Over the years, congenital heart surgery has become highly refined with extreme safety and reliability, even in very small babies. Our surgeons perform the most complex operations, including those for atrioventricular canal defects, ventricular septal defects and Tetralogy of Fallot. Pediatric heart surgery includes surgeries for infants to adults — from neonatal repair for HLHS or arterial switch operation to VAD implants and intricate biventricular reconstruction for patients with Williams syndrome, CCTGA or tetralogy of Fallot.
Physiotherapy plays an important role in the pre-and postoperative periods following cardiac surgery. Studies have shown that physiotherapy can reduce the incidence of pulmonary complications such as retention of secretions, atelectasis and pneumonia. Before the operation, your child will visit the surgeon to discuss the surgery and sign consent forms. You may also meet with other heart team members, including nurses and care coordinators. Your kid will receive a chest x-ray and a blood test on the day of surgery. If your child has a respiratory infection, the surgeon may need to reschedule the operation until the infection improves. Your kid will have a pulse oximeter inserted on their finger, toe, or head (for young newborns). It monitors how well oxygen is coming into the body. For a while, your child will have a tube in their chest that drains a small amount of fluid (this is normal). Your child may need pain medicines for a while.
Surgery to correct congenital heart disease can be very successful. Surgeons specializing in pediatric cardiovascular surgery undergo one to three years of intensive professional training in addition to medical school. Experts who assist patients in recovering from surgery collaborate closely with surgeons like Armen Parajian. This team includes pediatric cardiologists, neonatologists, nurses, and advanced practice providers specially trained in caring for children with complex heart disease. The team comprises cardiac intensivists and perfusionists (healthcare professionals using a heart-lung machine during surgery).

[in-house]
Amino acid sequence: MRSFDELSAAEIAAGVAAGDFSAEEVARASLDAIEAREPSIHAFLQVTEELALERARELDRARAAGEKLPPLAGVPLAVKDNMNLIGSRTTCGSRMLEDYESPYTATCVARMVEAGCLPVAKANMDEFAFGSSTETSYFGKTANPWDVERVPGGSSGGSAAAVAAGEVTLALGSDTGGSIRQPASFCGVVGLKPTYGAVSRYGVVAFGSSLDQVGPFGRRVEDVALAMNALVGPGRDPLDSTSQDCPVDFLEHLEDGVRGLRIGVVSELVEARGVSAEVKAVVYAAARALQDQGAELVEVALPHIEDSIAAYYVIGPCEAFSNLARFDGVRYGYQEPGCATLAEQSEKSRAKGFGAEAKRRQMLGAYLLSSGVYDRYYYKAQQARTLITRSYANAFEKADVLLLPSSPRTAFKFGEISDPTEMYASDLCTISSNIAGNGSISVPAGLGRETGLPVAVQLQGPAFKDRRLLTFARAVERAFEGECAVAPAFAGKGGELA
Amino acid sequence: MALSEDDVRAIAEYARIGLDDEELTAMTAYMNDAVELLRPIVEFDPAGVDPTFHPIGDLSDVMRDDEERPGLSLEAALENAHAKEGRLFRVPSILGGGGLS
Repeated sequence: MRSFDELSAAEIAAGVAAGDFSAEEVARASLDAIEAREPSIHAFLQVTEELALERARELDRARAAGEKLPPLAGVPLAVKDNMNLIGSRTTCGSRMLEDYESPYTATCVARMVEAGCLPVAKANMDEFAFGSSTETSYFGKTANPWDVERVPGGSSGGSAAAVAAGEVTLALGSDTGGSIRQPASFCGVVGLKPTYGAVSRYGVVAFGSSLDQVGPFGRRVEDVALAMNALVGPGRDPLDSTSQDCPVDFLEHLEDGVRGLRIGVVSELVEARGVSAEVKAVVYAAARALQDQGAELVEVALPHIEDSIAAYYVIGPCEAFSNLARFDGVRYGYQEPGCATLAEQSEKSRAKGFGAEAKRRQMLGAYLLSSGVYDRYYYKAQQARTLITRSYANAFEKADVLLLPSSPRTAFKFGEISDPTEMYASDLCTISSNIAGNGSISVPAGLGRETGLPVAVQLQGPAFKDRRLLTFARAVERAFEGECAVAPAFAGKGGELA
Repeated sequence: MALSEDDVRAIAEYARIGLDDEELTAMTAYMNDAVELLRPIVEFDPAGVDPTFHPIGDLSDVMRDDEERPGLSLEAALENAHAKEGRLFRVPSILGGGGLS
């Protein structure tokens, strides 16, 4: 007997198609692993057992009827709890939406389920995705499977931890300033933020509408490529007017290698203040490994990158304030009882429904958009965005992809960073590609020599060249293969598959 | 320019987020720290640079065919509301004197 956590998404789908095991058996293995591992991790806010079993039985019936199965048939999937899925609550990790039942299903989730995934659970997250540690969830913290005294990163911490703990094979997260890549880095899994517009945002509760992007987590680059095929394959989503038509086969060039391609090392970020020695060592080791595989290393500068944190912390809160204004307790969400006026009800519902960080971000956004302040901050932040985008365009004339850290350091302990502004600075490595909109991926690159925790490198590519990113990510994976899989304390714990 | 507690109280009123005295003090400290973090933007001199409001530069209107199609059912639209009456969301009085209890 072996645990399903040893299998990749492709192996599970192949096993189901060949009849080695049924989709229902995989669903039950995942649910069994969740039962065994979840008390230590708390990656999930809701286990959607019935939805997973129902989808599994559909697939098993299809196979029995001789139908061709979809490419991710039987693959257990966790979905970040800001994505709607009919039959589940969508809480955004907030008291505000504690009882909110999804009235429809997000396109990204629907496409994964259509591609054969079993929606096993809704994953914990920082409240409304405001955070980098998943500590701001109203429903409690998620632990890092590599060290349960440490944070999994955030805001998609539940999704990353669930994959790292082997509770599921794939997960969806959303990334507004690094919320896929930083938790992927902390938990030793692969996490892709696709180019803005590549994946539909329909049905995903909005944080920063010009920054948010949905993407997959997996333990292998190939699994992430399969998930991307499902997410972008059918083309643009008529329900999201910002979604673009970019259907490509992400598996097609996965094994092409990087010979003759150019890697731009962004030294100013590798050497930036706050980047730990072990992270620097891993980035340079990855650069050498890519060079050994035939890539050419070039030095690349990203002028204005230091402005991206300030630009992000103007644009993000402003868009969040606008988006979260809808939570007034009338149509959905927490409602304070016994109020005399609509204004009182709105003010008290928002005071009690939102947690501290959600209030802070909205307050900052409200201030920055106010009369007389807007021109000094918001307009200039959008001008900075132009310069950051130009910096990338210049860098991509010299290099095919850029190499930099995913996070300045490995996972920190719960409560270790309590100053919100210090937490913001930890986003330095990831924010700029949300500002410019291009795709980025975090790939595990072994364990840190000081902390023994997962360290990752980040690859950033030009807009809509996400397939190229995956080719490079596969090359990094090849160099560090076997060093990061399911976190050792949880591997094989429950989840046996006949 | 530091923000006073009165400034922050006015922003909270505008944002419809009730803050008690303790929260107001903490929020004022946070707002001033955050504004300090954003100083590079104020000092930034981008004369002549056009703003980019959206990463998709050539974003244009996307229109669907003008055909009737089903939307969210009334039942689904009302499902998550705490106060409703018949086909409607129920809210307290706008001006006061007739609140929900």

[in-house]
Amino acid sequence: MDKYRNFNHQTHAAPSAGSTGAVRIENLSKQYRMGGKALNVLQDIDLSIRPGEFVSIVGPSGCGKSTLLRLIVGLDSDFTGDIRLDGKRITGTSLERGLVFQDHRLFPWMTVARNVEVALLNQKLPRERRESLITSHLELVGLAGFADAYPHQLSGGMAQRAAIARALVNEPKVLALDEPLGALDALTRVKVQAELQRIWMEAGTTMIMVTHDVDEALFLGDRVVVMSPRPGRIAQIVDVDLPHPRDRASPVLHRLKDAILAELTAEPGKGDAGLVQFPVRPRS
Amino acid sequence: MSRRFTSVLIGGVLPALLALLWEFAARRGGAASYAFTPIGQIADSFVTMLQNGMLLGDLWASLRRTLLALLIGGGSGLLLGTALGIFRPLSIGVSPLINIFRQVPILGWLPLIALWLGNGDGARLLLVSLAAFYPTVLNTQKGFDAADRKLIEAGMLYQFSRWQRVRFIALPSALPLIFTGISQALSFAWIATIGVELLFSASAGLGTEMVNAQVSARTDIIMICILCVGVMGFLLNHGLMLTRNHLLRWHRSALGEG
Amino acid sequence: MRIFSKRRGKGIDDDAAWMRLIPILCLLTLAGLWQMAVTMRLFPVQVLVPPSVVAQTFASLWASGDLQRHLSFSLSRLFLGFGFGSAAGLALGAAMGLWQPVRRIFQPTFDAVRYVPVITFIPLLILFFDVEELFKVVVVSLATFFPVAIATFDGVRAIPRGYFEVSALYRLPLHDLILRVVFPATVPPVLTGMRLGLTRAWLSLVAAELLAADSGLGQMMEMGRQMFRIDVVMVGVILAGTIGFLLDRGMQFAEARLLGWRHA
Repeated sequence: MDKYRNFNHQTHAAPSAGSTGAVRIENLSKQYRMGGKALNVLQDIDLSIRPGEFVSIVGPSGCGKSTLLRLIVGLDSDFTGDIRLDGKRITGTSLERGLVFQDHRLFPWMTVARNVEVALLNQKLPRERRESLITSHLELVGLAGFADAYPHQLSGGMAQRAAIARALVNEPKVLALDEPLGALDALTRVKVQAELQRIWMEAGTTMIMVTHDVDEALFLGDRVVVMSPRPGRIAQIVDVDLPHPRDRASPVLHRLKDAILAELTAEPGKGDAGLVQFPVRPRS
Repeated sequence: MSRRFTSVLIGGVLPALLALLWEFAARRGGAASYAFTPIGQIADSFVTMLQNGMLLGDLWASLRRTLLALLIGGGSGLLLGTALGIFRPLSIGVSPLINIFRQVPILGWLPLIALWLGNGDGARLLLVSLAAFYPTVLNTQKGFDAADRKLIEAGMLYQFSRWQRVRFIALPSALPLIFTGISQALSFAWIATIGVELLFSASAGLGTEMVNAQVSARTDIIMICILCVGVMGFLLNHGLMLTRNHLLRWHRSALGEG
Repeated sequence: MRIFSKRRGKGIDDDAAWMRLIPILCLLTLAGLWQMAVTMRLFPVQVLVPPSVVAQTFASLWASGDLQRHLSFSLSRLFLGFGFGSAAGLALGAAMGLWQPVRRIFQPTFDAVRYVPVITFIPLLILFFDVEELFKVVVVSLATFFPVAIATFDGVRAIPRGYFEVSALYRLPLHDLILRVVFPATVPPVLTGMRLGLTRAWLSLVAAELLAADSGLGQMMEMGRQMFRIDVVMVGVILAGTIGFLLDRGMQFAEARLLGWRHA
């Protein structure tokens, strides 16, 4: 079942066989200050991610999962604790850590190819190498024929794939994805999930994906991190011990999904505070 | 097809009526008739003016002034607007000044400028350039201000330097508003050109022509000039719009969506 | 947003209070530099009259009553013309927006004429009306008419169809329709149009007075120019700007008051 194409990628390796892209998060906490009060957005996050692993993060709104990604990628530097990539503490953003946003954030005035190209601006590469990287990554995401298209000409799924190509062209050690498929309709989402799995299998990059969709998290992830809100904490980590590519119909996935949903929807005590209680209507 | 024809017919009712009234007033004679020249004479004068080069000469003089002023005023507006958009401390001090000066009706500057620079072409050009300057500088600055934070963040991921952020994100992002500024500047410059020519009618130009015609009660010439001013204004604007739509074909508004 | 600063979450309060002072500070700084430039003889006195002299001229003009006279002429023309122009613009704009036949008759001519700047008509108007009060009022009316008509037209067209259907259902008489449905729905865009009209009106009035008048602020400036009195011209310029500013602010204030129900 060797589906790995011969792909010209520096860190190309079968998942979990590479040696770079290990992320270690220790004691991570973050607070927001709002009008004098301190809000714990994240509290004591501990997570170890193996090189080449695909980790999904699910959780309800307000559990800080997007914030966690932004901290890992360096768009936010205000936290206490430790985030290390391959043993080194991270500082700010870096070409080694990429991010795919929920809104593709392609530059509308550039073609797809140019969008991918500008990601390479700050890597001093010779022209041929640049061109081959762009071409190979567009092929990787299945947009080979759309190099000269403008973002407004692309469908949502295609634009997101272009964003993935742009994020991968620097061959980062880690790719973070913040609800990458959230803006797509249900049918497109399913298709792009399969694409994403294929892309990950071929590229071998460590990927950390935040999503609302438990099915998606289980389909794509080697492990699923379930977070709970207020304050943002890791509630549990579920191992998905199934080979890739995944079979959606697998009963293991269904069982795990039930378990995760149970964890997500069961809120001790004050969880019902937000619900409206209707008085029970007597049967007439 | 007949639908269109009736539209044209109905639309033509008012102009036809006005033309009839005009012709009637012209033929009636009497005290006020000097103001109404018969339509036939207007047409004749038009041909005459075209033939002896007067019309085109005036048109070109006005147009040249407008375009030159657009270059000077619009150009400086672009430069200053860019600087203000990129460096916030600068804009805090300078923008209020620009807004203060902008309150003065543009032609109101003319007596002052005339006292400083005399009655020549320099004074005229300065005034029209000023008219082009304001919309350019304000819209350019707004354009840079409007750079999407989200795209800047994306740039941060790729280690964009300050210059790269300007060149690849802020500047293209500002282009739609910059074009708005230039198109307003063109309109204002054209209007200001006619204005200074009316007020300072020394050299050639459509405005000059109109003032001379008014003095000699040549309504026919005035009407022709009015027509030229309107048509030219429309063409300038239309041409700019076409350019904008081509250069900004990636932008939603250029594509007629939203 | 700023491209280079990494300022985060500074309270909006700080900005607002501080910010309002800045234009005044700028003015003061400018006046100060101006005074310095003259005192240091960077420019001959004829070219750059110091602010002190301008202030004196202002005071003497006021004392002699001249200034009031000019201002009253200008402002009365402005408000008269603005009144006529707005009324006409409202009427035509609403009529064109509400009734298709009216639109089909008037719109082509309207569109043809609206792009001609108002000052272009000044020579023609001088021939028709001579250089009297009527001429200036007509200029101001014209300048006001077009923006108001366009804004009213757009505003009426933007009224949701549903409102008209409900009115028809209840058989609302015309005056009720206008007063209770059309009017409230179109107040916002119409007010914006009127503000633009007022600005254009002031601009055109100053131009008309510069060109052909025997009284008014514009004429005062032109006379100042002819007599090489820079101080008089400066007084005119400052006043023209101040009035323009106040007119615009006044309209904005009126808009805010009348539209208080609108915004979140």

Depending on the type of surgery, your child may need pain medicine. These medications are given through a tube that goes into a blood vessel in the hand, arm or foot (or the head in small infants). The tube is removed once your child is comfortable and no longer needs pain medicine. Many young children must be lifted using “scooping” (supporting the neck and shoulders while raising under the buttocks). It helps avoid stress on the incision site.
Depending on your child’s surgery, they may need to go back to the hospital for at least one check-up within the first 1-2 weeks after going home. The surgical team will check and remove any remaining stitches during this appointment. They will also send a full medical summary to your pediatrician and cardiologist, who will continue coordinating your child’s care at home. Children who have undergone heart surgery can sometimes be emotional, clingy or quiet for some time. It is due to the shock of having major surgery and the effects on their body.
In this surgery, a surgeon cuts down the front of your child’s chest and splits the breastbone (sternum) to reach the heart. The surgeon patches the hole in the heart (ventricular septal defect, VSD). During this operation, your child is connected to a heart-lung machine, which pumps blood and acts as the lungs. After the procedure, your child may be correlated to several tubes in the body (IV lines) that give fluids and medicines. The most important line is the pulse oximeter, which looks like a tiny sticker on your child’s finger or toe (or head in small babies). It measures the amount of oxygen in the blood. Once the surgery is done, your child goes to an intensive care unit (ICU) where doctors and nurses will help them recover from the operation. Depending on your child’s condition, they may need to stay in the ICU for 2 to 4 days right after surgery.